It’s remarkable that on a weekly and sometimes daily basis these self proclaimed, televangeling (a verb, to televangelize) representatives of the Christian god will beg for your financial support to assure their perspective churches can afford to get god’s word to where it needs to go in every corner of the world. These people beg more than the under nourished children of fourth world countries. Never mind the fact that Jesus spread his word with nothing but a pair of sandals and a smock. The one time Jesus did catch a ride into town it was on the back of an ass and not the finest Arabian stallion available in downtown Jerusalem. The only luxury Jesus enjoyed was having his feet washed in oil. He never once made an appearance on a radio broadcast let alone a cable satellite channel. Yet, if Christians are to be believed, his word continues to reach billions to this day. When Jesus found the money exchangers disgracing god’s temple with their business transactions he threw them out in the only instance recorded in the bible that Jesus made the choice to get physical. In many respects the original teachings of Jesus have been corrupted far beyond their original meaning.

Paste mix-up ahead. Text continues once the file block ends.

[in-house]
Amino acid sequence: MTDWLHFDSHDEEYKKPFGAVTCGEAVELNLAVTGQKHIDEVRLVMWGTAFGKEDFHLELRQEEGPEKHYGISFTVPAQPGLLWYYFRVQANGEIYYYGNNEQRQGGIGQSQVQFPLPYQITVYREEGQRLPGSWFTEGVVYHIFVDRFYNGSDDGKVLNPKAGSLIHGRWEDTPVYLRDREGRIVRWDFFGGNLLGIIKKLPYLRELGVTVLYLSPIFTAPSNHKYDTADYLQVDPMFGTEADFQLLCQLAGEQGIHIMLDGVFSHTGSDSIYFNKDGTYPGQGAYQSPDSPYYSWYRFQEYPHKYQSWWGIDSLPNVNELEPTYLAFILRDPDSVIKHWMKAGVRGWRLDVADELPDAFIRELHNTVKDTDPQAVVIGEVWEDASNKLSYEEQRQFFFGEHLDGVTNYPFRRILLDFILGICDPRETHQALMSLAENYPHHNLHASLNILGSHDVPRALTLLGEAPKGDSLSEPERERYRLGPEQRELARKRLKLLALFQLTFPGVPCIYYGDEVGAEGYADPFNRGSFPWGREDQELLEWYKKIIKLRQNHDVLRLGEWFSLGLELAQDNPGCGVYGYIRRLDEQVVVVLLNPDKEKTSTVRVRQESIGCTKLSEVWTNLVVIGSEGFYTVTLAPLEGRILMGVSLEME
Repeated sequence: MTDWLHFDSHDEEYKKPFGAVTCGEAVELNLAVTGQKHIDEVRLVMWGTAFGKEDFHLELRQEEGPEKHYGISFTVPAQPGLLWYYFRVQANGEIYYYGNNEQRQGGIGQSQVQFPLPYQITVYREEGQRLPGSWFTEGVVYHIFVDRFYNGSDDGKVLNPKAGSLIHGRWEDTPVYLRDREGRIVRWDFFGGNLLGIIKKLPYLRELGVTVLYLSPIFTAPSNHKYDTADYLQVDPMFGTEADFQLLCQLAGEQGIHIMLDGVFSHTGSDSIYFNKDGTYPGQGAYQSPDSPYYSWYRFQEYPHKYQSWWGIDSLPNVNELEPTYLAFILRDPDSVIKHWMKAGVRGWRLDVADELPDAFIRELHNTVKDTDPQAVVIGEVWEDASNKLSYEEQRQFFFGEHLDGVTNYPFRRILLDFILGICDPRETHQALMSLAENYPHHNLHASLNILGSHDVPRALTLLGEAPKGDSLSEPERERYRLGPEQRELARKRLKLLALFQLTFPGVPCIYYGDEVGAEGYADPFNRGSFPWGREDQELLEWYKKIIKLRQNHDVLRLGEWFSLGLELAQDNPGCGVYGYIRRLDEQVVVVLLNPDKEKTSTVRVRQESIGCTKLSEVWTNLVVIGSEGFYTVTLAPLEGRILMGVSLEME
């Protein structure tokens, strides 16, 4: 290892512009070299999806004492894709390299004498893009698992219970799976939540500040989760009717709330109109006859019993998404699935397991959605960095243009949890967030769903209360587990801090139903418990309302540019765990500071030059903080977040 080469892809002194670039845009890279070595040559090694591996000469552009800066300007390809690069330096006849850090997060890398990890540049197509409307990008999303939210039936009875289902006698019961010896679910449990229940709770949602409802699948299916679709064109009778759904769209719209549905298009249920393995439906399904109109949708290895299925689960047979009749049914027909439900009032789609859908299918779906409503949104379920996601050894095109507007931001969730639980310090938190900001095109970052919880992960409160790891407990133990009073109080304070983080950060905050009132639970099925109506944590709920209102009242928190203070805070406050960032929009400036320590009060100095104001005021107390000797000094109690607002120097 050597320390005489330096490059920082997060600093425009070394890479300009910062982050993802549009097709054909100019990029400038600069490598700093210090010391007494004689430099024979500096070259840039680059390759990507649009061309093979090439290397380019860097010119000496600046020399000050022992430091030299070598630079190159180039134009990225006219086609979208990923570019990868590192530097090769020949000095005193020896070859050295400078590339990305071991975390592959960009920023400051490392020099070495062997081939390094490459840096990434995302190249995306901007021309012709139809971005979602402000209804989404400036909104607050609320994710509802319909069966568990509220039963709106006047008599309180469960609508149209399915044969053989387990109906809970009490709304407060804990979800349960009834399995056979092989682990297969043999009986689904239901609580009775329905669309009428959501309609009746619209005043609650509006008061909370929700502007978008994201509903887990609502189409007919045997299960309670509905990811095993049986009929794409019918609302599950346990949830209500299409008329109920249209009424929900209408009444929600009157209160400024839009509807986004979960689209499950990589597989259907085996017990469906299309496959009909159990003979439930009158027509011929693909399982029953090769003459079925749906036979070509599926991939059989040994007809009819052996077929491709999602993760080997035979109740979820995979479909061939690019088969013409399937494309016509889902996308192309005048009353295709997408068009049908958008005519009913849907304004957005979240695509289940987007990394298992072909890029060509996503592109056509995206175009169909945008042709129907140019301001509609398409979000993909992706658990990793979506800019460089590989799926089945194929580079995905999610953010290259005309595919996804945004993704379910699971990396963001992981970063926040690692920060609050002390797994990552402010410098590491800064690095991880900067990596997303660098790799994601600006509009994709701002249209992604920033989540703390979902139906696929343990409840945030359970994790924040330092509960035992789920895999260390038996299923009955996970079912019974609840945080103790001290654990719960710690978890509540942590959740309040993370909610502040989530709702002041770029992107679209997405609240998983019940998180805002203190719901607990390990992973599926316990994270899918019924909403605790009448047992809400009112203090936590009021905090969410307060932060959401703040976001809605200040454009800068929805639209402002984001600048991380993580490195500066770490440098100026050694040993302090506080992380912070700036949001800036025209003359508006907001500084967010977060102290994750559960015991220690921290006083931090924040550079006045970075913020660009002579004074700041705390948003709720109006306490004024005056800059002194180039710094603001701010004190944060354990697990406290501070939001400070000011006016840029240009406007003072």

In many ways these ministers and ministries mimic the greed of global corporations. As these global conglomerates continue to feed their relentless addiction for more wealth and profit into every corner of the globe it is no wonder that these televangelist mimic their relentless pursuit of more profits in the form of tax deductible donations. Pat Robertson could buy a fleet of blimps and spread them out across the face of the world and fuel them until the rapture of Revelations with the spare change in his wallet. He doesn’t need another dime of someone’s hard earned cash to spread the word of god.